As a sign of just how close Intel\’s 11th and 12th Gen chips may be to launch—and to one another—both the upcoming Intel Rocket Lake and Alder Lake chips have today been pictured in the silicon flesh.
Intel\’s 11th Gen Rocket Lake processors are set to launch in Q1, 2020, and Intel is promising to do away with the formula it\’s been working with for the past five chip generations with its next-gen processors. The most major change will be the 14nm backport of the 10nm Sunny Cove core architecture from its Ice Lake chips, and the Intel Xe graphics from Tiger Lake.
Despite these rather large changes, the same LGA 1200 socket is sticking around. That can be seen in the rather generic images posted over on Bilibili by user Yuuki_AnS (via WCCFTech) claiming to be that of Intel\’s upcoming 11th Gen processors.
Of course, it could just as easily be one of many similar processors Intel has launched over the past few years. But it makes sense, right? With a release date not all that far away now, and Intel already confirming many of Rocket Lake\’s specs, it\’s about time we actually saw what these chips looked like—even if they don\’t look that much different to the last.
Intel has also promised a new 500-series chipset accompanying its next-gen CPUs, so motherboard manufacturers will be keen to get the chips in-house for testing as soon as possible.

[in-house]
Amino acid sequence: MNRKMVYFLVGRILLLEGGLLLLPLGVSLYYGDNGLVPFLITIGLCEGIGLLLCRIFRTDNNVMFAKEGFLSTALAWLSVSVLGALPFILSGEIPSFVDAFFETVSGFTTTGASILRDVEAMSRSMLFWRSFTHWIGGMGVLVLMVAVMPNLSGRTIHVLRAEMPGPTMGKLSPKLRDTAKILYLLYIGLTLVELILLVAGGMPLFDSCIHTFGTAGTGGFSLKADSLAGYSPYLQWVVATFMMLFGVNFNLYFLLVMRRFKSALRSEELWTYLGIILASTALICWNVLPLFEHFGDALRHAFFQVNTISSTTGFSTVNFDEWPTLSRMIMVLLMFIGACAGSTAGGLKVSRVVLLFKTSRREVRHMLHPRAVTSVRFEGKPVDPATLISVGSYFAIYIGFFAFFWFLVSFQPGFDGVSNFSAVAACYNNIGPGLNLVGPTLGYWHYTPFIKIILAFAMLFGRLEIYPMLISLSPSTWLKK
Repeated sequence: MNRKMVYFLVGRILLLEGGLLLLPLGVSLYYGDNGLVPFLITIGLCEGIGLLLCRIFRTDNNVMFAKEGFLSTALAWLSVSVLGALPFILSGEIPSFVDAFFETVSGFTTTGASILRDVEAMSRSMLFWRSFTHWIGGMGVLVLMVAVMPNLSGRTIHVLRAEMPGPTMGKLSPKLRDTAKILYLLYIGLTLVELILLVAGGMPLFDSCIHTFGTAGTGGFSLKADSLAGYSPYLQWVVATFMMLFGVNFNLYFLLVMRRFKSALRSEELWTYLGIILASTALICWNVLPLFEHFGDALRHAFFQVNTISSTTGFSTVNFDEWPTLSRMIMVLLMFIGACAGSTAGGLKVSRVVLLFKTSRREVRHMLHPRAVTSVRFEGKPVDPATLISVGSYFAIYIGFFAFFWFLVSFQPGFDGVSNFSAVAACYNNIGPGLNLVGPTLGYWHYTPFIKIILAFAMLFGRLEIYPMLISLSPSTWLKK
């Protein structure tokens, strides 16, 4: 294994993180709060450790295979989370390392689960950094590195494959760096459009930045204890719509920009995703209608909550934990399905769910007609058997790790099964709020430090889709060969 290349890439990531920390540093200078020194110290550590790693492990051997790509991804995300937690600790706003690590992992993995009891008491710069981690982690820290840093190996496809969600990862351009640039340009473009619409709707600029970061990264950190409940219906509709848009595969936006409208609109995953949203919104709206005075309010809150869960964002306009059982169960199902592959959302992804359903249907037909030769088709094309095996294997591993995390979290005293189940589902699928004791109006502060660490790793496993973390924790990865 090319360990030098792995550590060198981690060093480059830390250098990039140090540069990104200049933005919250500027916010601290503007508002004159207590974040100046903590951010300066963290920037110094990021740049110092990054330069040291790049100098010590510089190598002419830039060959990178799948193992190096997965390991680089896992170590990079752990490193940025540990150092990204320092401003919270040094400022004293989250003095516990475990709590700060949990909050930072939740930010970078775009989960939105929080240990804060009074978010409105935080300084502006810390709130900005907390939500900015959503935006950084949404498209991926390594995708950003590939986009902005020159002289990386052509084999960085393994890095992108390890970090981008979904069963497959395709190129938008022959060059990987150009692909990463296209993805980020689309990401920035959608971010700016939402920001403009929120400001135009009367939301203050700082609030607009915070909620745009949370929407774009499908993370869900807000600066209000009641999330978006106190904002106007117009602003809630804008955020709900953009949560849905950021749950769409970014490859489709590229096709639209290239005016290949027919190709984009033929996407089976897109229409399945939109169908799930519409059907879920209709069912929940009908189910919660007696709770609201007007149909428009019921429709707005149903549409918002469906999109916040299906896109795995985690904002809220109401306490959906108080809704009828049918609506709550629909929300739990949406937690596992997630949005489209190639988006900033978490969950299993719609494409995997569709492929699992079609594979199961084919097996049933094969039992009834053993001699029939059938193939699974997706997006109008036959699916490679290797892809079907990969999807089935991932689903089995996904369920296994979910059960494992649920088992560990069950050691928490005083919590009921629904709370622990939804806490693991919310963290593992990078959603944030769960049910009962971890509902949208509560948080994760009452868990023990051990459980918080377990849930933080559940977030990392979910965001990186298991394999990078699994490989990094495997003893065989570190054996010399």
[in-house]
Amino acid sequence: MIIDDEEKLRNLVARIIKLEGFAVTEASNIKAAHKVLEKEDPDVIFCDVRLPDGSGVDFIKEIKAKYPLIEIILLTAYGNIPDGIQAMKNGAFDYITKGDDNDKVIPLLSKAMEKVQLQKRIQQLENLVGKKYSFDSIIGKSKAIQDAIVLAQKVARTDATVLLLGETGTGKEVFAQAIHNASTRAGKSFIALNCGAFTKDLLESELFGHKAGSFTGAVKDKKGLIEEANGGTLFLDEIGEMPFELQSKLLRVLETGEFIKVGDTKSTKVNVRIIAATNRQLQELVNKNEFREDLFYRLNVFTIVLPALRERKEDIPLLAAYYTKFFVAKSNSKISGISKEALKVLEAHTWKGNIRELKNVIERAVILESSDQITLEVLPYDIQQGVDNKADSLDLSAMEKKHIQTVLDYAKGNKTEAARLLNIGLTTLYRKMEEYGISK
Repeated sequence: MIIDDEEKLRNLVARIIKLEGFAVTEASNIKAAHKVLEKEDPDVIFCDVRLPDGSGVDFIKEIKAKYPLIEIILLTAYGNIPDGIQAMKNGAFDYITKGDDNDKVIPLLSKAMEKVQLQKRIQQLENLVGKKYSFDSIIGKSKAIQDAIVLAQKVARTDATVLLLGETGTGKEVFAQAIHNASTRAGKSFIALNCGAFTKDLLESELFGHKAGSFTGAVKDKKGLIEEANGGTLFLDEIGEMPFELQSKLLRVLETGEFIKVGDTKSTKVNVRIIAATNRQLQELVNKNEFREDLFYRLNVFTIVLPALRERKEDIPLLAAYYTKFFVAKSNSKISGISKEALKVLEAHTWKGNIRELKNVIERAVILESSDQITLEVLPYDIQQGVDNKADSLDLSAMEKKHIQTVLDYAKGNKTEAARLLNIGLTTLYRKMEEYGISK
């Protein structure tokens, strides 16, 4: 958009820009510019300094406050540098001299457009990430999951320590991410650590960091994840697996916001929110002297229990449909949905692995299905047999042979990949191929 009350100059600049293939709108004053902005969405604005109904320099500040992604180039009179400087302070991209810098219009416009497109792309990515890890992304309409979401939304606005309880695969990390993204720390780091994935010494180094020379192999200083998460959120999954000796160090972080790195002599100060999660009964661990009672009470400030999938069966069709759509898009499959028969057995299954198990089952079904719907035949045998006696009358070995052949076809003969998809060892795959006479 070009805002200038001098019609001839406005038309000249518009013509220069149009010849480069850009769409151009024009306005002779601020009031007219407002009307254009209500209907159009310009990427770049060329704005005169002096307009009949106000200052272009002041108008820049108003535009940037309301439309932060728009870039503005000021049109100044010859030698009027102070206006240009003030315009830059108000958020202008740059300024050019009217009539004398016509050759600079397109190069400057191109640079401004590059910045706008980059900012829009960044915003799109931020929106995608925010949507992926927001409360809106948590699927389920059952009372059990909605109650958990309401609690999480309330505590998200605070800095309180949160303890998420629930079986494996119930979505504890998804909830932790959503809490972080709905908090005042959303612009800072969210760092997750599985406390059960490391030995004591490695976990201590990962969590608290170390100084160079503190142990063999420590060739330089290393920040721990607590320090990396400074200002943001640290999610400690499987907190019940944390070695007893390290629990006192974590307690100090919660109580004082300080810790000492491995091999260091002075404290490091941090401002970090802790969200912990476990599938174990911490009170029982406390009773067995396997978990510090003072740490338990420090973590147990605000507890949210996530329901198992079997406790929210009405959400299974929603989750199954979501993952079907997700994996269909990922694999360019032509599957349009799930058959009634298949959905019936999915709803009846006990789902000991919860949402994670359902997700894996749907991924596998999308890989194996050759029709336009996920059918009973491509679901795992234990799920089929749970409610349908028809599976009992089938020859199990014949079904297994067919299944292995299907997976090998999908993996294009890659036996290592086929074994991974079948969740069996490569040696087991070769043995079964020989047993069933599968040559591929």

Hopefully we\’ll have a better idea of how they perform in games soon, too. Intel is promising a significant IPC increase with the 11th Gen on desktop, and that bodes well for gaming performance.
They say good things come in pairs, and today\’s Rocket Lake leak is accompanied by another. Videocardz has managed to get its hands on an image of what is said to be Intel Alder Lake, the 12th Gen hybrid architecture on the way from Intel later in 2021.
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It\’s immediately clear from the pictures posted over on the site that Alder Lake is a significant departure from previous desktop CPU architectures and processor lineups. Alder Lake is built around both high-performance Golden Cove cores and low-power Gracemont cores, which Intel is confident this pairing will help it deliver greater performance per watt and higher desktop performance.
That big ol\’ chip also necessitates a new socket. The larger footprint of Alder Lake has been rumoured for the better part of a year, and even pictured not that long ago, alongside the reported socket pin configuration: LGA 1700.
There\’s not much more to be gleaned from the leaked pictures, beyond what we already know in that both Rocket Lake and Alder Lake are shipping out for testing right now. Nevertheless, it\’s exciting to see what Intel\’s got cooking up behind-the-scenes to take on AMD Ryzen 5000.